Sliding glass doors in the hallway (you can see them better in previous photos) lead to a small room. There’s just a wall-to-wall wardrobe for clothes and a small rest area with a sofa.

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© Niclas Mäkelä

And this is the living room. The base is again white, but look at how many bright spots there are! The room looks like an artist’s palette with splashes of color.

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© Niclas Mäkelä

The house is heated with firewood and underfloor heating.

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© Niclas Mäkelä

Atmospheric interior details. The hostess made these vases herself — she loves pottery and is always making something with her hands.

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© Niclas Mäkelä

The interior reveals a creative personality in the hostess. She boldly mixes colors. Sometimes she chooses bright yellow wallpaper, sometimes she paints a wall salmon color. Interesting details here include: a handmade rug by a great-aunt, a velvet chair from a flea market, and a Japanese print over the dresser — a gift from friends for her 30th birthday.

— Colors are the most wonderful thing in the world for me. I’m an art teacher and I paint, so I can spend a lot of time picking shades. A gray-black-white interior isn’t for me. I don’t even know why people in Finland are shy about using bright colors in their homes and apartments, — says Tuuli.

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© Niclas Mäkelä

The kitchen wallpaper was left by the previous owners. But Tuuli decided to repaint the wooden panels in turquoise (they were boring white before).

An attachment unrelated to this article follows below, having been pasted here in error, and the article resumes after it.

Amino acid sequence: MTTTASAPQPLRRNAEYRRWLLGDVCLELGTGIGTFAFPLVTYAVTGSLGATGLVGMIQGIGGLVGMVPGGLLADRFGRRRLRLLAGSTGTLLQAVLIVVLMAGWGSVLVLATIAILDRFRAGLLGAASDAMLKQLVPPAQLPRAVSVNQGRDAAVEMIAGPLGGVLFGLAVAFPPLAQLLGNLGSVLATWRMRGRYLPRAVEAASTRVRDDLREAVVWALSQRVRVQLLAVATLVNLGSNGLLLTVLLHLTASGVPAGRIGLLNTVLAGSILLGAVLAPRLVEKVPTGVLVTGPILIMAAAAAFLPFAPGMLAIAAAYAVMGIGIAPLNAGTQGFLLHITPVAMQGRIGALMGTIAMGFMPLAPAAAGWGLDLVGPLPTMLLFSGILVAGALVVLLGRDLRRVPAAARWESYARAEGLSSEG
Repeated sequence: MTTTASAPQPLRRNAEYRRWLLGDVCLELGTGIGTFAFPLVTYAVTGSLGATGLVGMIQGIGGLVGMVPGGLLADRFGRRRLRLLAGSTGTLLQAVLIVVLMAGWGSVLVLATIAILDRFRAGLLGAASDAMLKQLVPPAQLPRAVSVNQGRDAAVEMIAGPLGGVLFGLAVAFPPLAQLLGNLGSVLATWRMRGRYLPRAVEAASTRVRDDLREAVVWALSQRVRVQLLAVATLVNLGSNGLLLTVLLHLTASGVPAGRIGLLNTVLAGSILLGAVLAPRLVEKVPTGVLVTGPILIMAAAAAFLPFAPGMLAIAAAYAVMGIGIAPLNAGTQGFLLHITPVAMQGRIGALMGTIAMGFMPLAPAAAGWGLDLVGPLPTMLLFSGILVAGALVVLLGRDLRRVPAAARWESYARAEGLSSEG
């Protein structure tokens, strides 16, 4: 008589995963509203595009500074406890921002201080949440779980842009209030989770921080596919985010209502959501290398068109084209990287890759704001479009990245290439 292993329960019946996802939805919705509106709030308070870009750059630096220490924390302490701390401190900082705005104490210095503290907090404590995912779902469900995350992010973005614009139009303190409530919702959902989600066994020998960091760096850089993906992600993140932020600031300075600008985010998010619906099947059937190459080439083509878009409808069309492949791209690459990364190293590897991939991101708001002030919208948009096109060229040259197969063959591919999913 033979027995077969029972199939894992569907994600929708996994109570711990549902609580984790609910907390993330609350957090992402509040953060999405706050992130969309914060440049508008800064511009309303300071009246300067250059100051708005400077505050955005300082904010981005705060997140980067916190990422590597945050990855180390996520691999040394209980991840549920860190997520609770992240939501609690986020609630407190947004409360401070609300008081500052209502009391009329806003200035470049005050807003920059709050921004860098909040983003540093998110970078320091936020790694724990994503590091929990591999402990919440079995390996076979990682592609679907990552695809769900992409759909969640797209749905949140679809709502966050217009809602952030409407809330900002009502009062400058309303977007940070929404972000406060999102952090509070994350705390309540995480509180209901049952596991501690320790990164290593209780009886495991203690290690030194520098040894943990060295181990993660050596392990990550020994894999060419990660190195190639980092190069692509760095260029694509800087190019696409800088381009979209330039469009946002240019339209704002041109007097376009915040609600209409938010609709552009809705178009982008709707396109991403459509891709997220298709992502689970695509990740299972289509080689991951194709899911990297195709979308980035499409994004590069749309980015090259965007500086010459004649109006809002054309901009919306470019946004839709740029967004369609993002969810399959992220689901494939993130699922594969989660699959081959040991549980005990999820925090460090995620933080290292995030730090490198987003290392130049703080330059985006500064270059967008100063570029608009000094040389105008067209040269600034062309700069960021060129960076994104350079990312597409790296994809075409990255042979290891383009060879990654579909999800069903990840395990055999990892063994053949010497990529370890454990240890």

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© Niclas Mäkelä

The fabric for the kitchen bench was also chosen by the hostess, matching her taste and the turquoise-green color scheme.

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© Niclas Mäkelä

They decided to leave one wall in the kitchen without finishing — the hostess likes the texture of the old brick, which gives the house a special vintage atmosphere.

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© Niclas Mäkelä

The bedrooms (there are two — adult and children’s) are located in the attic. The rooms are small with sloped ceilings, so there’s only space for beds and wardrobes. The wallpaper in this room is from Boråstapeter.

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© Niclas Mäkelä

This is how the children’s room looks. It’s light and bright — just like the rest of the house. An interesting fact: the old wooden crib was given to the family for free — someone was giving it away on social media.

This concludes the tour of the teacher’s house. Unfortunately, there are no photos of the bathroom. But it seems clear how bright and simple this family lives.

Qualified interior designer and article author specializing in home and residential interiors since 2021. My favorite topics include Scandinavian design, reviews of English cottages, as well as simple and light ideas for apartment decoration.